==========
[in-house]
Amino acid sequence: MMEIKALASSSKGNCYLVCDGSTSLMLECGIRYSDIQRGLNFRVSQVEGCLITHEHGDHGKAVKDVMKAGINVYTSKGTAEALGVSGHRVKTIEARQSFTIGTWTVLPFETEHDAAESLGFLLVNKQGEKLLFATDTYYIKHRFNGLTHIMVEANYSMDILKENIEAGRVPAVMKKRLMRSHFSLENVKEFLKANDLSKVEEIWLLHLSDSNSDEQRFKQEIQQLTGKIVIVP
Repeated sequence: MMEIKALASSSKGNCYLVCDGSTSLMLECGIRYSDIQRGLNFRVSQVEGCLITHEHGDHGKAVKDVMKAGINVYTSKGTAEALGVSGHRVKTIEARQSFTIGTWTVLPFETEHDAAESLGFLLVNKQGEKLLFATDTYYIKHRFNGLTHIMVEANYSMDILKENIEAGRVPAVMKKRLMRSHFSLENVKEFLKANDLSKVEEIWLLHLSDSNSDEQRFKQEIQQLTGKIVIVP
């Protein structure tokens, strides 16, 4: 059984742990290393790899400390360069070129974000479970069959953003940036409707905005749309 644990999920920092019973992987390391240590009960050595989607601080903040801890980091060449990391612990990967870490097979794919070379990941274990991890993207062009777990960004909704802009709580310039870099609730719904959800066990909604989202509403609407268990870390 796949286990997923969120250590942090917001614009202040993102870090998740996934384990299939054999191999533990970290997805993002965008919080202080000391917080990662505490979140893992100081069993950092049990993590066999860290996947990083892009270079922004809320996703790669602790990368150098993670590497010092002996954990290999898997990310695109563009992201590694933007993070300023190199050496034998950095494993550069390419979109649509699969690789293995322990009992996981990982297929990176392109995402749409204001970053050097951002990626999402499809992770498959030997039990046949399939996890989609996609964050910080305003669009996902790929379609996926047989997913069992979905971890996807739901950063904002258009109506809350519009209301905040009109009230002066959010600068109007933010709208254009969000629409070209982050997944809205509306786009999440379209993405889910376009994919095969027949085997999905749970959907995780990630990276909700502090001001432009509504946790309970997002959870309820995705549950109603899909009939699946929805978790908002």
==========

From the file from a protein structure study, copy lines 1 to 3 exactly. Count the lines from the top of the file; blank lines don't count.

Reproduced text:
[in-house]
Amino acid sequence: MMEIKALASSSKGNCYLVCDGSTSLMLECGIRYSDIQRGLNFRVSQVEGCLITHEHGDHGKAVKDVMKAGINVYTSKGTAEALGVSGHRVKTIEARQSFTIGTWTVLPFETEHDAAESLGFLLVNKQGEKLLFATDTYYIKHRFNGLTHIMVEANYSMDILKENIEAGRVPAVMKKRLMRSHFSLENVKEFLKANDLSKVEEIWLLHLSDSNSDEQRFKQEIQQLTGKIVIVP
Repeated sequence: MMEIKALASSSKGNCYLVCDGSTSLMLECGIRYSDIQRGLNFRVSQVEGCLITHEHGDHGKAVKDVMKAGINVYTSKGTAEALGVSGHRVKTIEARQSFTIGTWTVLPFETEHDAAESLGFLLVNKQGEKLLFATDTYYIKHRFNGLTHIMVEANYSMDILKENIEAGRVPAVMKKRLMRSHFSLENVKEFLKANDLSKVEEIWLLHLSDSNSDEQRFKQEIQQLTGKIVIVP